The legend of Jared Jordan (cont.)
Posted: Friday May 25, 2007 2:16PM; Updated: Friday May 25, 2007 9:36PM
A friend chided me for "falling in love" with a teenage athlete. There's some truth to that. I've spent most of my career involved in literature, and it strikes me that you fall in love with a brilliant basketball player the way you do, if books are your thing, with a brilliant writer. It's like reading Faulkner's The Sound and the Fury for the first time, or James Joyce's The Dead -- the amazement you feel at a vision that seems a little more than mortal. And especially with a point guard, who authors his team's offense. You fall for the startling insights and unexpected connections, the gift of seeing things in their totality. Garth Adams told me he'd often watch Jared make a pass and wonder where the hell he was throwing the ball. "Then all of a sudden it lands in a teammate's hands and he lays it in the basket, and you go, Oh, that's where he was throwing it."
So it isn't the kid, really, but rather the gift in the kid: You fall for that gift, and then you stake a large hope on it. Probably too large. There's something extravagant in what a community demands of its high school sports hero-symbolically defending us against marauding outsiders, and also, in a sense, justifying us to ourselves, by convincing us we have glimpsed genius. Watching Jared singlehandedly keep his overmatched team in the game against a powerhouse opponent was almost freakish, like those videos of someone pulling a giant semi truck with his teeth. We had the feeling he could do anything.
Come college recruiting time, however, a 6-foot white kid from a suburban private school made nary a blip on the big-program radar. In the end, just three offers came in, the best of them from Marist, a mid-major backwater known solely as the answer to the basketball trivia question, Where did Rik Smits play in college?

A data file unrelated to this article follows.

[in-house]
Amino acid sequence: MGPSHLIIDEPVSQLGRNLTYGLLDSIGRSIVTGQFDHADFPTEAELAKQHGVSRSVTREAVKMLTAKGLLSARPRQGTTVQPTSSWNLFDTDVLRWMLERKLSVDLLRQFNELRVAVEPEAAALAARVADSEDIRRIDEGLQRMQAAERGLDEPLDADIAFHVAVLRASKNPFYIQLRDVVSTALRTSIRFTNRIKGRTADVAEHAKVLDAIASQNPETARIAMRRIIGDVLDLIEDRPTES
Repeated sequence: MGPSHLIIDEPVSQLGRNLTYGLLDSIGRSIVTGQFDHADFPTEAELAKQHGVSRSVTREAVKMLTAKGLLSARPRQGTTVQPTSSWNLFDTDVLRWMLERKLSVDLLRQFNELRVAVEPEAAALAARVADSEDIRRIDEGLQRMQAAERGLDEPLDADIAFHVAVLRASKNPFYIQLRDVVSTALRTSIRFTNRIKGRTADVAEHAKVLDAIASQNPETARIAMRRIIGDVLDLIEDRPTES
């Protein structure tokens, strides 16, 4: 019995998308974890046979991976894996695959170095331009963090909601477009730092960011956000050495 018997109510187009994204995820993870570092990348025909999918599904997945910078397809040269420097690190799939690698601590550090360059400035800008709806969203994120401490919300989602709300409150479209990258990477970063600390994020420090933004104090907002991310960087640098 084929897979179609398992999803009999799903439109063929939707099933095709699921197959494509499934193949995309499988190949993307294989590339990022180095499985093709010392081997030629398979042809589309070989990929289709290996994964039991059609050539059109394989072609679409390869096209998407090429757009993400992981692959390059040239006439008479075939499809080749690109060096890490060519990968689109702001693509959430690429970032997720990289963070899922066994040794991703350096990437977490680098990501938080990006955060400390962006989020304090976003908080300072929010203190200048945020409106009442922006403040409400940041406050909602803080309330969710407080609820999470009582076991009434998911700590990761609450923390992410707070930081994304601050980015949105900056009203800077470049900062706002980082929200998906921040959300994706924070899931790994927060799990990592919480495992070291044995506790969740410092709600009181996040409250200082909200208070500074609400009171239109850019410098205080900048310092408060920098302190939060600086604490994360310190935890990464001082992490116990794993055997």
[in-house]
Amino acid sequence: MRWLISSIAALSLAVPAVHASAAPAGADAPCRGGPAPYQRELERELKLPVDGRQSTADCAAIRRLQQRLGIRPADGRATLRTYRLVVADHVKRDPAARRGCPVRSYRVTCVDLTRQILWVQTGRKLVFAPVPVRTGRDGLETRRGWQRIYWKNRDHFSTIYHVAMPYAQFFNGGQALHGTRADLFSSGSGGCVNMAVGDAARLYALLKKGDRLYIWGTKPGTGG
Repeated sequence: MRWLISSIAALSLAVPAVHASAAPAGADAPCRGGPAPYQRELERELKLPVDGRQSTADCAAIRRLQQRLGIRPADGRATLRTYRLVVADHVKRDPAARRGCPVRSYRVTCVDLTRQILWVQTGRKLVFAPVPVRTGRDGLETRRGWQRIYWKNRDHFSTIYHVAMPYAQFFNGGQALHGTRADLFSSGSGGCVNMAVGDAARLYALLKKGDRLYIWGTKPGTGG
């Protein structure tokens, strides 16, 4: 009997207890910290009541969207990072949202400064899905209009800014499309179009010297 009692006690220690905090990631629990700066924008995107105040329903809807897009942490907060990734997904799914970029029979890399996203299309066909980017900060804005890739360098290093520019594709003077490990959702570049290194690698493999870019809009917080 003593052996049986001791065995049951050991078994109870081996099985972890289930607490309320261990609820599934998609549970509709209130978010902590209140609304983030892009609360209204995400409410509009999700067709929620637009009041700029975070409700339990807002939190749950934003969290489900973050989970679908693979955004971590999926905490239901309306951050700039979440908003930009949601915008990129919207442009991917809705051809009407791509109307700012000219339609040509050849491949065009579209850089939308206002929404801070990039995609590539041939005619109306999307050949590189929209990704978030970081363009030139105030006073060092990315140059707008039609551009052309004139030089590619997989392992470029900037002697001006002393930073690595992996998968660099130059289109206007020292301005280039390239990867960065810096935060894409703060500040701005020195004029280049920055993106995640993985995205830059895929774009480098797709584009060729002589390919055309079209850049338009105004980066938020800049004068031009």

We Jordan watchers felt dissed and wounded. The big world was trash-talking us. The greatest star in your cosmos, it taunted us, is barely a pinprick in ours. You don't want to believe that taunt -- but part of you does believe it, and you are humbled. There's something Homeric to this humbling, going back to the days of wandering bards who awed villagers with songs of the distant dangerous world and its monsters. What did we really know, after all, about the realms of elite college basketball?
Jared worked hard to show the big schools they'd been wrong. Early in his freshman year, he cracked Marist's starting lineup; by midseason he was leading it in minutes. I'd run into a Kingswood friend at the gym. Is he showing these bastards, we'd say to each other, or what? In Connecticut this means one thing -- making Jim Calhoun sorry he never looked at you. How about our boy going head-to-head against Chris Thomas of Notre Dame and playing him evenly? Or scoring 32 against Iona as a sophomore? Or dishing out 11 assists to beat St. John's in Madison Square Garden?
Even Calhoun may have noticed when Jared conquered the Hartford Pro-Am summer league. The Pro-Am is our Rucker League, packed with NBA prospects, its up-tempo games played before rowdy urban crowds; the list of players over the years includes Marcus Camby, Ray Allen, Michael Finley, Ben Gordon and Luol Deng. Last summer, as point guard for Jive Records, Jared's squad lost in the semis of the tourney (against a team headed by Ryan Gomes of the Celtics) but still won the league MVP award.
And then came Thanksgiving and the Old Spice Classic in Orlando. Three Marist games in four days, all on ESPN. For Jordan fanatics around Hartford's West End it was feast and feast again. When Jared followed Orlando with a two-game spree of 56 points and 18 assists against Old Dominion and Richmond, the accolades came pouring in. Dick Vitale named him his Player of the Week. Internet NBA draft sites began including him on their lists of darkhorse first-rounders. Around Christmas I ran into Mike Jordan, out walking the family's German shepherd. Life had gotten crazy, he said. Agents were calling daily. Nine scouts were headed to Jared's next game. "He's the same player he was six months ago, but now everyone's paying attention."
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